avatar
Kennecott Here For Shareholders and China, Not Michigan Workers


Kennecott Eagle Project manager, Jon Cherry continues to maintain that Kennecott is primarily in our area to “create some jobs in Marquette County.” On Kennecott’s website, the company claims they are “providing for America’s needs” and that minerals from the project are those “many Michigan-based manufacturers rely on to drive our state’s economic engine.”

Cherry’s altruism is touching. However, Rio Tinto’s CEO, Tom Albanese claims the company is in our area chiefly to make more money for its foreign shareholders and that the metals are headed directly to China.

In December, Albanese said, “We believe our exposure to the key metals and minerals demanded by these urbanizing economies means we are exceptionally well-placed to capture value for shareholders.”

Rio Tinto Copper Group CEO, Bret Clayton says the Eagle Project “gives Rio Tinto a valuable opportunity to enter the market for nickel, a key input into stainless steel, demand for which is rising strongly led by the development of new infrastructure in developing economies.”

Just last week Albanese said he expects China, already the largest buyer of nickel, copper, aluminum, steel, coal and iron ore, to consume more than half of the world’s total mineral and metal resources within ten years.

A recent presentation by Anthony Loo, Rio Tinto China, shows that, from 2000 to 2006, Rio Tinto’s sales to China increased nearly 10-fold. Loo notes Rio Tinto’s commitment to investing in the Chinese economy, predicting the company will “dramatically expand China procurement in 2007 and 2008.”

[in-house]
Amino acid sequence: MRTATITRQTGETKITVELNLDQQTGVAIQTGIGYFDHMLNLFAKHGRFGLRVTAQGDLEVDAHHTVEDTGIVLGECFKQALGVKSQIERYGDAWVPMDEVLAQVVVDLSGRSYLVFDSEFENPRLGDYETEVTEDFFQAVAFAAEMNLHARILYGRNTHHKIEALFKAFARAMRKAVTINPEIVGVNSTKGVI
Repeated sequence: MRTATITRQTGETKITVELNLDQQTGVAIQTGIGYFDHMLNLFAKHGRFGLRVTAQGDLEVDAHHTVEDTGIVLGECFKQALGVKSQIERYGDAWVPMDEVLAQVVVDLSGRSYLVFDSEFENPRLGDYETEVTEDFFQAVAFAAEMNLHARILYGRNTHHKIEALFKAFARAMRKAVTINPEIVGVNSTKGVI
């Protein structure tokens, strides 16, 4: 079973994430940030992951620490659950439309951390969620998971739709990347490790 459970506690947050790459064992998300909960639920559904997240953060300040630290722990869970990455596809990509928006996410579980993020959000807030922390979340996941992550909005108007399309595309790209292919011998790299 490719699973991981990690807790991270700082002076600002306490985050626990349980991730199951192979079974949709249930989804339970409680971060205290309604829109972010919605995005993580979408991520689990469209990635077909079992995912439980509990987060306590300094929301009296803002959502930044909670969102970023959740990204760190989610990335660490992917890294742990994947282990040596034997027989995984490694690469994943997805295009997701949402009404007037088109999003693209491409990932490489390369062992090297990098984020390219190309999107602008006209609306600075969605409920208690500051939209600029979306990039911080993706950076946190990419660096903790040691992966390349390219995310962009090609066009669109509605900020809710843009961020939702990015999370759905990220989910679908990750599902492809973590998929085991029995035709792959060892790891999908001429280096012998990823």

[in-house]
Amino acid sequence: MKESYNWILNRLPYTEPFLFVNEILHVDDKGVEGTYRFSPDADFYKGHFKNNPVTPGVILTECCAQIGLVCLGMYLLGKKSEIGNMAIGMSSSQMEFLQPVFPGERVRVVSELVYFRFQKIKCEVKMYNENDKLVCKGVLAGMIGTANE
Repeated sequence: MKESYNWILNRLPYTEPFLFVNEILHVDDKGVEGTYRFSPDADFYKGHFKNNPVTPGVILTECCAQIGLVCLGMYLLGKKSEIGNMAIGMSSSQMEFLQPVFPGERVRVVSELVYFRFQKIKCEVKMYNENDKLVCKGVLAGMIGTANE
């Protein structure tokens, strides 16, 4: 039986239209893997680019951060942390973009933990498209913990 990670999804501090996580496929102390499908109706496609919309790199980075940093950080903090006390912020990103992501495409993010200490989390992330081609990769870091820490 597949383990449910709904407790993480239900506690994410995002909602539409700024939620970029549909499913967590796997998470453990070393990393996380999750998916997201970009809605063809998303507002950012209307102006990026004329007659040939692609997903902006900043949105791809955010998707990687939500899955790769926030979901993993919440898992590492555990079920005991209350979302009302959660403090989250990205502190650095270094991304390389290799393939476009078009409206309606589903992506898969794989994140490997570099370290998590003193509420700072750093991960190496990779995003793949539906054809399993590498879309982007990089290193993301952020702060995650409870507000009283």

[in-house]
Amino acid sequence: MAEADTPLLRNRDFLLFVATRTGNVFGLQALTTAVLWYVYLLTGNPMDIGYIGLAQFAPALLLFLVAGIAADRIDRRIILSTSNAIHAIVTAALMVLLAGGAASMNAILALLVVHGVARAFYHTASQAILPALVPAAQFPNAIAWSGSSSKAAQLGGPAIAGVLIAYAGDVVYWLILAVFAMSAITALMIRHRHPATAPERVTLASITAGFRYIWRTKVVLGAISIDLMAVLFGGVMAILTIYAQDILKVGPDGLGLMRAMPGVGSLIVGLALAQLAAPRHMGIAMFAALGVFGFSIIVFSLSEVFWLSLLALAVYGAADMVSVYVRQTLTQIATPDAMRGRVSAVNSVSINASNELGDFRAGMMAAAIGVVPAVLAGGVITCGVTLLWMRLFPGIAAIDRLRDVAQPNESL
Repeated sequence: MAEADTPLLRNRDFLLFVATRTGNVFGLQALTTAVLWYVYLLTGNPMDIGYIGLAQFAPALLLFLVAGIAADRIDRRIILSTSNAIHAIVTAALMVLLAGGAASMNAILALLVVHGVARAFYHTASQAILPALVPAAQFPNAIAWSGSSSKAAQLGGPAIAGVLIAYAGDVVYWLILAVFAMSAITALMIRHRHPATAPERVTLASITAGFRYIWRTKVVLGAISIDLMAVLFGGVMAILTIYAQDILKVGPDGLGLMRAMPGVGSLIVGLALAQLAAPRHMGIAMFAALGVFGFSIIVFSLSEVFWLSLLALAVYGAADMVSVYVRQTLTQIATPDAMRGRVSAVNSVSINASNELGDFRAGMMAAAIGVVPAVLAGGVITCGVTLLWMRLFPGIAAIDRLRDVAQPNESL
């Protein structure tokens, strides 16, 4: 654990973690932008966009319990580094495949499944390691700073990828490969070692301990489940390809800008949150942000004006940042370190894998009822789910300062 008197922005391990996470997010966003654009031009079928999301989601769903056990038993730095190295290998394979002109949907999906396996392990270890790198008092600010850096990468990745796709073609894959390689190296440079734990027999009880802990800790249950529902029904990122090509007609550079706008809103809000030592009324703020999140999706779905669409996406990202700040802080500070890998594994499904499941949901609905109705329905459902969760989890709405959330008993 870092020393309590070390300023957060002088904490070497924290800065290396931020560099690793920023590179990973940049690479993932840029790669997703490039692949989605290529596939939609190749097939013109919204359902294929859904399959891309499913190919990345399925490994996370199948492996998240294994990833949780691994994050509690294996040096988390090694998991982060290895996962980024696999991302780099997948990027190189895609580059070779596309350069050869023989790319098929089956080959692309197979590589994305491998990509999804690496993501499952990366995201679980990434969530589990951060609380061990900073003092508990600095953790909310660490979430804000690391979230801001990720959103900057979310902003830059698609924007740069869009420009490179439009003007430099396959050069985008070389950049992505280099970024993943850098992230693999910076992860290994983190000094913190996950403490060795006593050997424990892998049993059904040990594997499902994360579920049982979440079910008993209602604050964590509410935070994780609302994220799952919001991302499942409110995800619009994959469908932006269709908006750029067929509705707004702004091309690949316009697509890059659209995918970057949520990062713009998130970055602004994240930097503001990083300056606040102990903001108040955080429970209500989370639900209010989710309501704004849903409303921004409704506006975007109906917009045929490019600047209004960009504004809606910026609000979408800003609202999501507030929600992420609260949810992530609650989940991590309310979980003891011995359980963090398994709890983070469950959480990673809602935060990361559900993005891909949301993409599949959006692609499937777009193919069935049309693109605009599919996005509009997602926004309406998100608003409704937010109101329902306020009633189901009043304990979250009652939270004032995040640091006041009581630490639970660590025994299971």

Like the UP, Minnesota is set to become a resource colony for China’s burgeoning economy. Don Fosnacht, director for the Center for Applied Research and Technology Development said, "There are real opportunities for Minnesota to be a supplier of raw materials to China in both the ferrous and nonferrous areas."

Franconia Minerals, currently exploring under Birch Lake, near the Boundary Waters Canoe Area Wilderness, says demand comes primarily from India and China, which are
“moving rapidly from being Third World countries to developing a much larger middle class" and want products such as “refrigerators, cars, or gutters on houses."

The choice is ours: 1. Gift our minerals to Rio Tinto, its shareholders and China so we have several dozen local mining jobs and can pay DEQ administrative salaries or, 2. Protect our mineral wealth and the Yellow Dog Plains.

Leave a comment